The Trepca mine has yielded to museums and to collectors of all the world exceptional specimen of various minerals, particularly vivianite, ludlamite, jamesonite, pyrrhotite, arsenopyrite, dolomite et more commonly very beautiful sphalerites (marmatite). It is a giant weighing 60 millions tons ore containing 5 millions tons lead and zinc metal. Despite no fluorite has been identified there yet, the sad fate which has fallen on this famous deposit since 1990 and since the Kosovo war fully justifies one page of the website be devoted to it.


From a museological viewpoint, many of these minerals are of exceptional quality. Sphalerite marmatite, black, mostly occurs as octahedrons, with striated lustrous faces and sometimes spinel-law twinning. The crystals may reach 7 and exceptionally 10 cm in diameter, but most of them are not more than 2 to 3 cm. They are very generally associated with a calcite crystallization. A recent survey by Slovenian and German scientists showed that the twin planes [111] of sphalerite are depleted in S and enriched in O, Mn, Fe and Cu. An excess in copper generates the crystallisation of minute chalcopyrite crystals along this plane. Pyrrhotite is remarkable by its crystals of hexagonal tabular habitus reaching up to 16 cm diameter, particularly if it is not pseudomorphosed in pyrite-marcasite. It is rather rarely pseudomorphosed into galena. Galena occurs as cubes and octahedrons reaching 5 cm in edge ; it has a particular habitus characterized by corroded, eroded, melted-like faces and growing hillock structures (“flowing galena” of the german authors). Arsenopyrite often occurs as very beautiful aggregates of parallel tabular crystals, or as short prisms with [012] flat diamond-shaped faces ; the crystals are up to 5 cm in edge, but most of the collectors content themselves with a few millimetres ! Vivianite does not reach the sizes of Cameroon specimens but it forms sometimes flat prisms up to 7 and even a dozen centimetres long and 2 cm thick. It is of a very beautiful deep green. Ludlamite, apple-green, more rare, is much more appreciated. Boulangerite occurs as downy masses of very fine, fibrous, entangled crystals called plumosite ; a few needles reach 30 cm in length. Jamesonite is more rare ; the mine museum exposed a specimen where the crystals reached 4 cm long and 1.5 cm diameter. Chalcopyrite and pyrite are more banal.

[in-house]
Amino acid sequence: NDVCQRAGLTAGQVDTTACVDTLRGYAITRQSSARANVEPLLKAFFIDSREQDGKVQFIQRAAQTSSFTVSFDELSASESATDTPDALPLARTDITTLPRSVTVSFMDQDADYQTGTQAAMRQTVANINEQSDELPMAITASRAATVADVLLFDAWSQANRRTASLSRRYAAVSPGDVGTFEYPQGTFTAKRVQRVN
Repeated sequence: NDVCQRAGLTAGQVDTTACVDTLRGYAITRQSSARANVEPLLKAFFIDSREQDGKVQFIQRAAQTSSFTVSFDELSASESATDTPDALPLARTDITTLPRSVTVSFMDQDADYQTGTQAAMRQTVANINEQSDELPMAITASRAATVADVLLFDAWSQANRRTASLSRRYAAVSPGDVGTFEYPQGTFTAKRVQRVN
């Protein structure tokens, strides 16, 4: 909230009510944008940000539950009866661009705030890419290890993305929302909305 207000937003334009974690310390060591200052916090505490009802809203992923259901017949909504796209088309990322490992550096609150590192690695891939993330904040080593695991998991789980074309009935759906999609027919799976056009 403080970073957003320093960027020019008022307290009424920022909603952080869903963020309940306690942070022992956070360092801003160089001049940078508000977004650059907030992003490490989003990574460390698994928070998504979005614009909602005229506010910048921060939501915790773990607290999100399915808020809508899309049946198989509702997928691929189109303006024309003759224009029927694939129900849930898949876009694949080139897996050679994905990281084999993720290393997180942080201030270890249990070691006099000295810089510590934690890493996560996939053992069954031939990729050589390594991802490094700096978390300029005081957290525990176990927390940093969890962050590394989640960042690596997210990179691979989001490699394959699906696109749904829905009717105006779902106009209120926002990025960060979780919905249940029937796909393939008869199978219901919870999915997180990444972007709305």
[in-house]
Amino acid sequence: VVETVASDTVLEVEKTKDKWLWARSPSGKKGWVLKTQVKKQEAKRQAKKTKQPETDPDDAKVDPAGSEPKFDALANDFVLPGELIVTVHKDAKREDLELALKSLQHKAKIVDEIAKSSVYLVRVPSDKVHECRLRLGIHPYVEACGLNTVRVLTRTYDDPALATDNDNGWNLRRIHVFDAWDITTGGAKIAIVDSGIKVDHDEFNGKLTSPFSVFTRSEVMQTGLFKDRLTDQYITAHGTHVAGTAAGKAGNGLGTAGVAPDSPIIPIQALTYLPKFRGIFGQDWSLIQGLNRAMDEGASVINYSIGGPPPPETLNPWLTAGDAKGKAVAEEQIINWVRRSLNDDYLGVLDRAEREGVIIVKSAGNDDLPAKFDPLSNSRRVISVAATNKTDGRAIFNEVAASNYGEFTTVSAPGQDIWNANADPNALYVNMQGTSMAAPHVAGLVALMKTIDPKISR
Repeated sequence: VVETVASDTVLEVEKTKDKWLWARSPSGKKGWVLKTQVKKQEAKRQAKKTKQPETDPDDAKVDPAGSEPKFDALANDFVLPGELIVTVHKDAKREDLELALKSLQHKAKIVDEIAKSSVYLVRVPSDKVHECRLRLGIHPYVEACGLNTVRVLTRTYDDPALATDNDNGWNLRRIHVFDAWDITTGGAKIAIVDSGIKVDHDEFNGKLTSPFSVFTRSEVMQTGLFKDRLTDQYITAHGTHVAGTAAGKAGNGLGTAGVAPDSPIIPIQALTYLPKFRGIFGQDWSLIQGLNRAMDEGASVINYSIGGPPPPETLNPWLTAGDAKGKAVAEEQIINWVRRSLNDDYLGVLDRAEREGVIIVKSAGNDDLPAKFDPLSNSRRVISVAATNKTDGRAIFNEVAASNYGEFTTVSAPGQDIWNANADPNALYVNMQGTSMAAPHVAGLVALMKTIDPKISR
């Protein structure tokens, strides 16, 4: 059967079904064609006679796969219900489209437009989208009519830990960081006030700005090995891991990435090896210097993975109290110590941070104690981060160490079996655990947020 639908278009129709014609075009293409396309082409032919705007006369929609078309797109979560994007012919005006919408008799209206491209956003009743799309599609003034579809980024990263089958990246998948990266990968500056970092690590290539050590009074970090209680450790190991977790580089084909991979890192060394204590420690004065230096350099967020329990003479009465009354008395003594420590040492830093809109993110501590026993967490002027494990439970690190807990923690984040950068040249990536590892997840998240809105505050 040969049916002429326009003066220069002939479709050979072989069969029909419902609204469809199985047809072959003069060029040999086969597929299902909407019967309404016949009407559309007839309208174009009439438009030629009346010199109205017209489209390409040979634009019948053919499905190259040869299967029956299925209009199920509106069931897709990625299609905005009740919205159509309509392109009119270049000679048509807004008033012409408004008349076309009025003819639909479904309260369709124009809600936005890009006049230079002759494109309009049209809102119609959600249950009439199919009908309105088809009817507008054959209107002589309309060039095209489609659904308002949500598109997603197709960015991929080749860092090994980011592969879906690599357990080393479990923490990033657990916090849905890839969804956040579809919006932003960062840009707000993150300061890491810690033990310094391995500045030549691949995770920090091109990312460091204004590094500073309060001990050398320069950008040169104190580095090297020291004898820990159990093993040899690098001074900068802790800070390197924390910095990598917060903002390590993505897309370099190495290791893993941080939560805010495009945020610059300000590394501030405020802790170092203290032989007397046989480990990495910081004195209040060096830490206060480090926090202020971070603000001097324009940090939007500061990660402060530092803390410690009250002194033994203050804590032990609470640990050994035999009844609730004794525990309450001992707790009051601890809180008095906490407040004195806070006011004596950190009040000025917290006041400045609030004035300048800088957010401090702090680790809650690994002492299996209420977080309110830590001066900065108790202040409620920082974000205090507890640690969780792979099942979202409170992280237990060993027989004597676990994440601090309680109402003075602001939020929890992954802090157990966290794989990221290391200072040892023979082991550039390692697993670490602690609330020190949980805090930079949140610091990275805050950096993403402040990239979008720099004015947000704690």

It is the combination of the sulphides (with their beautiful metallic shine) with the lustrous or pearly crystals of quartz, dolomite and calcite, and with the pink ones of rhodochrosite, which confers to the specimens coming from Trep_a all their magic for the collectors. Dolomite sometimes forms beautiful rhombohedrons up to several kg in weight and 10 cm edge, associated with quartz needles. Quartz (white to hyaline) sometimes is sceptre shaped and up to 7 cm long.

From time to time, the scientists discover new species for Trep_a ; in 1995, it was the turn of a phosphate very rare in the world, childrenite (accompanied by its alteration mineral crandallite). The mineral forms free-standing doubly-terminated crystals up to 1 cm in diameter, in drusy aggregates associated with the (Mn, Fe) carbonates. It is pale yellow, dimly white in the core and more transparent and brown at the corners. The occurrence of boulangerite inclusions inside childrenite suggests that childrenite was formed under low-temperature hydrothermal conditions.  by: Jean Feraud



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